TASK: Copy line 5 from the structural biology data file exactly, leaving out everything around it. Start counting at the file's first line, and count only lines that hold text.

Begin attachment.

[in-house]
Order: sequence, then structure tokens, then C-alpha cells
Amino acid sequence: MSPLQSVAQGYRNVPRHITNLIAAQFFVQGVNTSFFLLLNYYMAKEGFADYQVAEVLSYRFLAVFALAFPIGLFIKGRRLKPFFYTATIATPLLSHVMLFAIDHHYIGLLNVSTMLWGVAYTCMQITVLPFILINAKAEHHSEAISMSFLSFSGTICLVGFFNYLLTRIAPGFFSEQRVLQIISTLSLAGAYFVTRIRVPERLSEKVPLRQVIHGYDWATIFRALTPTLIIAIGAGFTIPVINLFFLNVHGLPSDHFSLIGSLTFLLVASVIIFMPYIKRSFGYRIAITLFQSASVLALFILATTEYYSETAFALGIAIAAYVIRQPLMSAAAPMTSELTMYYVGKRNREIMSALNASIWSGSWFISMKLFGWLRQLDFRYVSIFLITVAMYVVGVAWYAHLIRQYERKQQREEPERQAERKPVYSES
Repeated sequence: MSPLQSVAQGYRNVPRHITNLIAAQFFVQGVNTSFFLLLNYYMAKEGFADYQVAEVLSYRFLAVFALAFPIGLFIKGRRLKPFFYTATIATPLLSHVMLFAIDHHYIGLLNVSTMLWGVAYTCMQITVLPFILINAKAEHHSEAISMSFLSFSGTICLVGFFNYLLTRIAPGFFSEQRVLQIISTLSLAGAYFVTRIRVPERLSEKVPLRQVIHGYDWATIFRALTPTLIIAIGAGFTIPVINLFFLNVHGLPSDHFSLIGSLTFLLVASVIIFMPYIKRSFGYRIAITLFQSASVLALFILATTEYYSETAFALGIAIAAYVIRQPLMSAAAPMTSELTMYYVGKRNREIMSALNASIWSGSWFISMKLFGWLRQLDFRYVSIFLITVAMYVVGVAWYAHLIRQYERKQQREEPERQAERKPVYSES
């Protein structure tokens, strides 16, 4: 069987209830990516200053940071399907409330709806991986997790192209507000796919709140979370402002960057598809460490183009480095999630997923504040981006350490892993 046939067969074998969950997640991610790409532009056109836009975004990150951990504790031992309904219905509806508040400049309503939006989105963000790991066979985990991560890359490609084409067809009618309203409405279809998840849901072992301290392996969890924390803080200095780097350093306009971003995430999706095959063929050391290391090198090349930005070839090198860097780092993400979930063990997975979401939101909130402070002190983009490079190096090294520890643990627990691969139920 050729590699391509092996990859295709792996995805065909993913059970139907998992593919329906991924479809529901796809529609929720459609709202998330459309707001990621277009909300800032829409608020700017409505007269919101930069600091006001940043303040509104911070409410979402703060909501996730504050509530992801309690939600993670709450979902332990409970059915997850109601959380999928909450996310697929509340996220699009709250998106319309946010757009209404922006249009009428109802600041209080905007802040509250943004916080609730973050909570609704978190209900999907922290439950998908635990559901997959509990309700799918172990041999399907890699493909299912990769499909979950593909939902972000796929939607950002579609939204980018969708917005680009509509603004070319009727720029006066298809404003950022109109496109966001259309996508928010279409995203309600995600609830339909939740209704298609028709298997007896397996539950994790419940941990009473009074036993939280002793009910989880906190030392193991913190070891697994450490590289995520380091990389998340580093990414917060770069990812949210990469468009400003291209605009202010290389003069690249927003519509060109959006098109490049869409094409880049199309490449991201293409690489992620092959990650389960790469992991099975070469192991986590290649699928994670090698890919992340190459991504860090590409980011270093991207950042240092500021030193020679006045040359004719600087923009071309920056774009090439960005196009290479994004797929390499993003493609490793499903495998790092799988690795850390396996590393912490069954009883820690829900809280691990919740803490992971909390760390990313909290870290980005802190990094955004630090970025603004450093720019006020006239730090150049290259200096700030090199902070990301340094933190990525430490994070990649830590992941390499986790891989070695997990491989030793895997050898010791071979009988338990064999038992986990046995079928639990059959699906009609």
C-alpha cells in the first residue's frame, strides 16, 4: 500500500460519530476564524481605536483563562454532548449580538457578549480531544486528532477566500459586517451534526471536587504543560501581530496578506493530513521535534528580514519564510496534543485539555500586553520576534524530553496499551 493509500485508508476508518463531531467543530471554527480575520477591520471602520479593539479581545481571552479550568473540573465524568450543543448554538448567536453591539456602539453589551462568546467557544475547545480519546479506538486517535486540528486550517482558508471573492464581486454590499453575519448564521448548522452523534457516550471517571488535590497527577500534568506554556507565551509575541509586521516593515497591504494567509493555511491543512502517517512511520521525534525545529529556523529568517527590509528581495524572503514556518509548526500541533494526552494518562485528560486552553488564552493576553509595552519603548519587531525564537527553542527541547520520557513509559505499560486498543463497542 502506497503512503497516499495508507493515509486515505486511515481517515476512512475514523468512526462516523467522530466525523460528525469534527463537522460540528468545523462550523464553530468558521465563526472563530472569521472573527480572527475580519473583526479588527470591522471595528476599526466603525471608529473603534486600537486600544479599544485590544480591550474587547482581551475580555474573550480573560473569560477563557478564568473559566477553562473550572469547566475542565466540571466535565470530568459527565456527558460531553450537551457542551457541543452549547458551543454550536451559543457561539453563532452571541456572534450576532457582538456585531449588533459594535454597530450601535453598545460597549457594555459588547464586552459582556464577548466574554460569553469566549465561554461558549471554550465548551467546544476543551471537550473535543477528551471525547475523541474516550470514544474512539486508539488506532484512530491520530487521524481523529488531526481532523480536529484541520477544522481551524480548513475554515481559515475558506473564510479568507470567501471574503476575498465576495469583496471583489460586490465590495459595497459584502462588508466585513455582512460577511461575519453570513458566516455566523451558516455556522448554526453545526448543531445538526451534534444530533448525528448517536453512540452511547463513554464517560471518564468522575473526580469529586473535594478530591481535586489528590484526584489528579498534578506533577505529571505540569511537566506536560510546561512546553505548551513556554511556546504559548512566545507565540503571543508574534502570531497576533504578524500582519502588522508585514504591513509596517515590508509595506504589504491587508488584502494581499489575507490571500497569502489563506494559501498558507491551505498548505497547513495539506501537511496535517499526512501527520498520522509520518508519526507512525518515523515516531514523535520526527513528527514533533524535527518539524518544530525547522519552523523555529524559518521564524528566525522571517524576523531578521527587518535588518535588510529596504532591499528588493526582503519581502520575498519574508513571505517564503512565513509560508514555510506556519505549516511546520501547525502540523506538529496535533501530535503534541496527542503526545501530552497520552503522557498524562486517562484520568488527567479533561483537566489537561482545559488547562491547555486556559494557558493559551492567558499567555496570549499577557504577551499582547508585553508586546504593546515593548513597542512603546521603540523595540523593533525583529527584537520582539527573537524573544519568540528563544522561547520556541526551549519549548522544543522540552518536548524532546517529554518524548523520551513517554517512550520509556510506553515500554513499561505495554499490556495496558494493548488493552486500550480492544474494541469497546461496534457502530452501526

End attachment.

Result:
């Protein structure tokens, strides 16, 4: 069987209830990516200053940071399907409330709806991986997790192209507000796919709140979370402002960057598809460490183009480095999630997923504040981006350490892993 046939067969074998969950997640991610790409532009056109836009975004990150951990504790031992309904219905509806508040400049309503939006989105963000790991066979985990991560890359490609084409067809009618309203409405279809998840849901072992301290392996969890924390803080200095780097350093306009971003995430999706095959063929050391290391090198090349930005070839090198860097780092993400979930063990997975979401939101909130402070002190983009490079190096090294520890643990627990691969139920 050729590699391509092996990859295709792996995805065909993913059970139907998992593919329906991924479809529901796809529609929720459609709202998330459309707001990621277009909300800032829409608020700017409505007269919101930069600091006001940043303040509104911070409410979402703060909501996730504050509530992801309690939600993670709450979902332990409970059915997850109601959380999928909450996310697929509340996220699009709250998106319309946010757009209404922006249009009428109802600041209080905007802040509250943004916080609730973050909570609704978190209900999907922290439950998908635990559901997959509990309700799918172990041999399907890699493909299912990769499909979950593909939902972000796929939607950002579609939204980018969708917005680009509509603004070319009727720029006066298809404003950022109109496109966001259309996508928010279409995203309600995600609830339909939740209704298609028709298997007896397996539950994790419940941990009473009074036993939280002793009910989880906190030392193991913190070891697994450490590289995520380091990389998340580093990414917060770069990812949210990469468009400003291209605009202010290389003069690249927003519509060109959006098109490049869409094409880049199309490449991201293409690489992620092959990650389960790469992991099975070469192991986590290649699928994670090698890919992340190459991504860090590409980011270093991207950042240092500021030193020679006045040359004719600087923009071309920056774009090439960005196009290479994004797929390499993003493609490793499903495998790092799988690795850390396996590393912490069954009883820690829900809280691990919740803490992971909390760390990313909290870290980005802190990094955004630090970025603004450093720019006020006239730090150049290259200096700030090199902070990301340094933190990525430490994070990649830590992941390499986790891989070695997990491989030793895997050898010791071979009988338990064999038992986990046995079928639990059959699906009609």